I felt my blood pressure skyrocket this morning when I learned that nonfiction wunderkind-turned-pariah Jonah Lehrer was given $20,000 for a mea culpa sermon at the Knight Foundation’s Media Learning Seminar, addressing the Bob Dylan quote-fabrication scandal in which he was embroiled last year. My sister-in-law — a fellow freelance journalist who sent me the news with the note “Makes my blood pressure rise” — had the exact same response. I didn’t stew listlessly after reading the article, however. I took out my calculator and went to work.
Jonah Lehrer says he’s sorry for the Bob Dylan plagiarism scandal that got him fired from the New Yorker. He also pocketed a cool $20,000 for his troubles.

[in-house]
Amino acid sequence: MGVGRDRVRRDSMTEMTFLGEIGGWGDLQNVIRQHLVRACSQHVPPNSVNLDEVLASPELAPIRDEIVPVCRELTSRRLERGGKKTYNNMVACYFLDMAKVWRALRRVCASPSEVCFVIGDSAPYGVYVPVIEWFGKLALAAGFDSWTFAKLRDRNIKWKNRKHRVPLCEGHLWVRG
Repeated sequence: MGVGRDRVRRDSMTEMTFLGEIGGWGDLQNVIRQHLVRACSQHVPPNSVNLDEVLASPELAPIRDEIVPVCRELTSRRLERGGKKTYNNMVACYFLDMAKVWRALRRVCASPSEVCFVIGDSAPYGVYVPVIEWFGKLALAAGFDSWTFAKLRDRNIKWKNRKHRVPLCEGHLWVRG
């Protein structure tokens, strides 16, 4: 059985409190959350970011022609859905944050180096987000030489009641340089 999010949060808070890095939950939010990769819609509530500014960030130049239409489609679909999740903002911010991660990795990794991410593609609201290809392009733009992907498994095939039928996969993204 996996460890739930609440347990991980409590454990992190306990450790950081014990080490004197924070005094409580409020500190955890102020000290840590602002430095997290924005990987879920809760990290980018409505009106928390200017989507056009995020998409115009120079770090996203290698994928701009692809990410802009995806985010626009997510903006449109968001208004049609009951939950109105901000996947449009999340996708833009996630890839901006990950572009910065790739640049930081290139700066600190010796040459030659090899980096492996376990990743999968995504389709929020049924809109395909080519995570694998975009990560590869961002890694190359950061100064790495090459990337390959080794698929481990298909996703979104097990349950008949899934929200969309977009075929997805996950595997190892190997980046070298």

The controversial works of authors Maurice Herzog and Binjamin Wilkomirski are not the only cases of Jewish writers or subjects that have faced scrutiny for allegedly embellished projects. From inflated Holocaust tales to fake autobiographies, Jewish authors and subjects have been at the center of some of the most heated literary debates.
Jonah Lehrer, a staff writer for The New Yorker, resigned hours after Tablet Magazine published an article revealing that he had fabricated Bob Dylan quotes in a recent book.
The verdict is in on Jonah Lehrer, the New Yorker writer who made up Bob Dylan quotes. If it makes him feel better, Dylan isn’t the greatest advocate for truth, either.